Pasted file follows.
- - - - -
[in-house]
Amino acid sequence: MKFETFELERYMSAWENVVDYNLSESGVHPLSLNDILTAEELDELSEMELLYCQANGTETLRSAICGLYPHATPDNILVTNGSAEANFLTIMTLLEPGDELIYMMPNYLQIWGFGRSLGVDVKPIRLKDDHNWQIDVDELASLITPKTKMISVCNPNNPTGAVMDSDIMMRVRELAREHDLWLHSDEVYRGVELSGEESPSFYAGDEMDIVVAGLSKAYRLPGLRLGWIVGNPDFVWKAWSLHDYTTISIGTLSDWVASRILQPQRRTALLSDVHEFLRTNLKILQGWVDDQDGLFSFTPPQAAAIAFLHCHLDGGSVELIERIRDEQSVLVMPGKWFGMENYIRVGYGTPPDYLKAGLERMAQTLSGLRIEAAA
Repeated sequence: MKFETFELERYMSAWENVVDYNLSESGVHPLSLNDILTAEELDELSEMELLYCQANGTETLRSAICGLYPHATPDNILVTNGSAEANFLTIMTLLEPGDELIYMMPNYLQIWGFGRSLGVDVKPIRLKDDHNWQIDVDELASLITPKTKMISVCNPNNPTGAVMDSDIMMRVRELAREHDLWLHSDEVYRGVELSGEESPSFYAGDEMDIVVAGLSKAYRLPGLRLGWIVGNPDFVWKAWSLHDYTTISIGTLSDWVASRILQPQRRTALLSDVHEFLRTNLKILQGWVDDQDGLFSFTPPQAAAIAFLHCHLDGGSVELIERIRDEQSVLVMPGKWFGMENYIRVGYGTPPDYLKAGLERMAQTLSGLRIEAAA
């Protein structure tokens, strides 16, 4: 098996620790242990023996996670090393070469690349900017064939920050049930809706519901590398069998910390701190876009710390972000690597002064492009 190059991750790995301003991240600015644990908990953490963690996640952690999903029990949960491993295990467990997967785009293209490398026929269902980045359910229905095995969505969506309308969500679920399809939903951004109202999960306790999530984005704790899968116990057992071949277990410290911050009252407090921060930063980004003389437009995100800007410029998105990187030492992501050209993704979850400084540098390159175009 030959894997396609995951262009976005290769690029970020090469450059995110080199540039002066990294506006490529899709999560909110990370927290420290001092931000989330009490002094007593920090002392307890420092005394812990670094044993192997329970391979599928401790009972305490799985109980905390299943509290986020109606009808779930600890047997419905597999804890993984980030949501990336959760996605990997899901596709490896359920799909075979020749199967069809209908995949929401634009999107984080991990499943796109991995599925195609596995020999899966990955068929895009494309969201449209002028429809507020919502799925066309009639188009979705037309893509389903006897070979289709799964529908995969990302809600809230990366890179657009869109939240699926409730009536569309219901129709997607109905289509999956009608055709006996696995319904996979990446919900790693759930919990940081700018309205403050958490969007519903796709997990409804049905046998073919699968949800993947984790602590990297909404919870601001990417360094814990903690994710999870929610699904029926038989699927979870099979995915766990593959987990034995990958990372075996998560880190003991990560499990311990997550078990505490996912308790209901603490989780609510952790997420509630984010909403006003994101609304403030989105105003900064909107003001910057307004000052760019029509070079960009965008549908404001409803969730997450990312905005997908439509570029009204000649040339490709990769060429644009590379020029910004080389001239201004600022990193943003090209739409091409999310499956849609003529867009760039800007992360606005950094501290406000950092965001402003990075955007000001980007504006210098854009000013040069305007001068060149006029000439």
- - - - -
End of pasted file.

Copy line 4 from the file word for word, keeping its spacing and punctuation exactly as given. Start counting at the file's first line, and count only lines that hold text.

């Protein structure tokens, strides 16, 4: 098996620790242990023996996670090393070469690349900017064939920050049930809706519901590398069998910390701190876009710390972000690597002064492009 190059991750790995301003991240600015644990908990953490963690996640952690999903029990949960491993295990467990997967785009293209490398026929269902980045359910229905095995969505969506309308969500679920399809939903951004109202999960306790999530984005704790899968116990057992071949277990410290911050009252407090921060930063980004003389437009995100800007410029998105990187030492992501050209993704979850400084540098390159175009 030959894997396609995951262009976005290769690029970020090469450059995110080199540039002066990294506006490529899709999560909110990370927290420290001092931000989330009490002094007593920090002392307890420092005394812990670094044993192997329970391979599928401790009972305490799985109980905390299943509290986020109606009808779930600890047997419905597999804890993984980030949501990336959760996605990997899901596709490896359920799909075979020749199967069809209908995949929401634009999107984080991990499943796109991995599925195609596995020999899966990955068929895009494309969201449209002028429809507020919502799925066309009639188009979705037309893509389903006897070979289709799964529908995969990302809600809230990366890179657009869109939240699926409730009536569309219901129709997607109905289509999956009608055709006996696995319904996979990446919900790693759930919990940081700018309205403050958490969007519903796709997990409804049905046998073919699968949800993947984790602590990297909404919870601001990417360094814990903690994710999870929610699904029926038989699927979870099979995915766990593959987990034995990958990372075996998560880190003991990560499990311990997550078990505490996912308790209901603490989780609510952790997420509630984010909403006003994101609304403030989105105003900064909107003001910057307004000052760019029509070079960009965008549908404001409803969730997450990312905005997908439509570029009204000649040339490709990769060429644009590379020029910004080389001239201004600022990193943003090209739409091409999310499956849609003529867009760039800007992360606005950094501290406000950092965001402003990075955007000001980007504006210098854009000013040069305007001068060149006029000439």